In 1945, an atomic bomb fell on Hiroshima, effectively putting an end to World War II. Around the same time, another bomb was dropped smack-dab in the middle of the United States—a cultural bomb that spawned the birth of “youth culture.”
Never in the history of our nation had such a distinct and fundamental change to our society occurred. All of a sudden, parents were dealing with a new kind of son and daughter. Kids now had their own kinds of clothes, music, idols and fashions, not to mention vocabularies.
If you were to mention the word “tween” to the average parent or pastor five years ago, you would be met with a blank stare. In my weekly contact with parents and church leaders within the last year, however, I have found the word no longer requires explanation.
But for those who may still be wondering, here’s what it means to be a tween: Some researchers define this coveted market as pre-teens ages 8 to12. Others stretch the demographic to the age of 14. Whatever the overlap, one thing is clear: Tweens aren’t children, but they’re not yet teens. They truly are “in between,” and parents and churches are feeling the tension—along with the tweens themselves.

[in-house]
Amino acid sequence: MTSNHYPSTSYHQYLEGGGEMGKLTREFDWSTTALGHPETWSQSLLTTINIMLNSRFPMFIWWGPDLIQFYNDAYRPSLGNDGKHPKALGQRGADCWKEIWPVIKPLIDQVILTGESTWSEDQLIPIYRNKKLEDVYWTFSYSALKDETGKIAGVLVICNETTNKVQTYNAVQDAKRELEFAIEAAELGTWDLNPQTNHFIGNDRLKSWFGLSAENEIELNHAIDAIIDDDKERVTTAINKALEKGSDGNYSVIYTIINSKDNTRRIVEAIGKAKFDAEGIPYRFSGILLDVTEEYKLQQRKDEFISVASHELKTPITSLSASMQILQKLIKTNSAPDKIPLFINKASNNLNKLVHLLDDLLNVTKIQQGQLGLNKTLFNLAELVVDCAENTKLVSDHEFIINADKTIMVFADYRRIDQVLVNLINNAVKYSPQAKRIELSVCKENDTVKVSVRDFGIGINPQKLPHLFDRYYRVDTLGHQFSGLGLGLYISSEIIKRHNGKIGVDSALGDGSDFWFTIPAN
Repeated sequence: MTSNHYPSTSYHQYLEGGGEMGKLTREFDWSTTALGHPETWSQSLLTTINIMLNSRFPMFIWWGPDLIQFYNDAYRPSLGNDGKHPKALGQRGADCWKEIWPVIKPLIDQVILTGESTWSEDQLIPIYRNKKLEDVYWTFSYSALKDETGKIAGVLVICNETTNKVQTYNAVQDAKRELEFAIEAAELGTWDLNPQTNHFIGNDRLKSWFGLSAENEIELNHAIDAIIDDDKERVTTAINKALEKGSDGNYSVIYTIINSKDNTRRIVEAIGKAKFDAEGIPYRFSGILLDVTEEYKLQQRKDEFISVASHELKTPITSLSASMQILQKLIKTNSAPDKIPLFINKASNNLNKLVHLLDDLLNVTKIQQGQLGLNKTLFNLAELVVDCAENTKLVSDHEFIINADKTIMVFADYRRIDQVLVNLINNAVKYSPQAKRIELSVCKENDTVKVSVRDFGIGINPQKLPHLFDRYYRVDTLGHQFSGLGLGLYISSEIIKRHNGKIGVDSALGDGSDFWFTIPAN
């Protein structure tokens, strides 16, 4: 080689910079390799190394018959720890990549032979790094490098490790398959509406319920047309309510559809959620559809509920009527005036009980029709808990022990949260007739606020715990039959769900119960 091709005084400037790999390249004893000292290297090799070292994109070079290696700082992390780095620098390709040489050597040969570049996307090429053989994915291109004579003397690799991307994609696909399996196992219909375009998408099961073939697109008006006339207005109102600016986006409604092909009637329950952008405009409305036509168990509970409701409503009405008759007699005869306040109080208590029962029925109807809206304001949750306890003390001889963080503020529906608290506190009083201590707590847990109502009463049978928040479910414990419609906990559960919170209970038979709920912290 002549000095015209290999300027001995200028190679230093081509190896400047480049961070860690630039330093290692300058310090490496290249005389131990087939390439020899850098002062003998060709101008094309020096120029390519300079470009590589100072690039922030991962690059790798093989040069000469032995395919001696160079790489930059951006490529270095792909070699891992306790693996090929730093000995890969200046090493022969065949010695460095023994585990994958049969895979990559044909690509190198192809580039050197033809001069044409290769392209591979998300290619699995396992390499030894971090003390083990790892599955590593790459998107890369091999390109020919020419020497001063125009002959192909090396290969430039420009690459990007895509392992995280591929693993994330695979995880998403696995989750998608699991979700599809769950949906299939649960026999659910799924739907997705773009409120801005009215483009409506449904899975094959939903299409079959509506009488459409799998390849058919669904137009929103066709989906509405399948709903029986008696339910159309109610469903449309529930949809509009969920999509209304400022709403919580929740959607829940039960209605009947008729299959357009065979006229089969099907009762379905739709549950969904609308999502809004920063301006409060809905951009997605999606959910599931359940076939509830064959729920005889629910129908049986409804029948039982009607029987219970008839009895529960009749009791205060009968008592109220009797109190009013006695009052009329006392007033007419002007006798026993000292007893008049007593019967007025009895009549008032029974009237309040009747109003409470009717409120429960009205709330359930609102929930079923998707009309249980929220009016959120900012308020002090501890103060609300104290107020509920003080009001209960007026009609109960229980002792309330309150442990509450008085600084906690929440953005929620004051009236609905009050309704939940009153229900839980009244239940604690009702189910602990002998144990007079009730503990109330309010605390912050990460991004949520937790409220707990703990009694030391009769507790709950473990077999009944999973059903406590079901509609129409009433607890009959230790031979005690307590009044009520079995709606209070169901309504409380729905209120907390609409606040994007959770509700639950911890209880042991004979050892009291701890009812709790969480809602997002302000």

So how did this demographic group—which has a very unique set of values and needs come to be? Just a few years ago, the 12-and-under gang spent $27.9 billion of its own money and influenced $248.7 billion of Mom’s and Dad’s spending in one year alone. This “kid-fluence” is expected to grow between 5 percent and 20 percent in the next 10 years, reports USA Today.
Having the discretionary funds available to support the creation of such a “tween culture” is one of the ways we got here. Poorer cultures can’t afford for kids to be tweens or even teens. In most cultures outside of the Western world, kids transition much sooner into adulthood than their North American counterparts; economic realities demand it.
Next time we’ll take a close look at four key trends that define the tween generation. This generation is growing up fast and faces unique challenges unheard of in prior generations. It’s important we understand them—so we can reach them before they need to be rescued.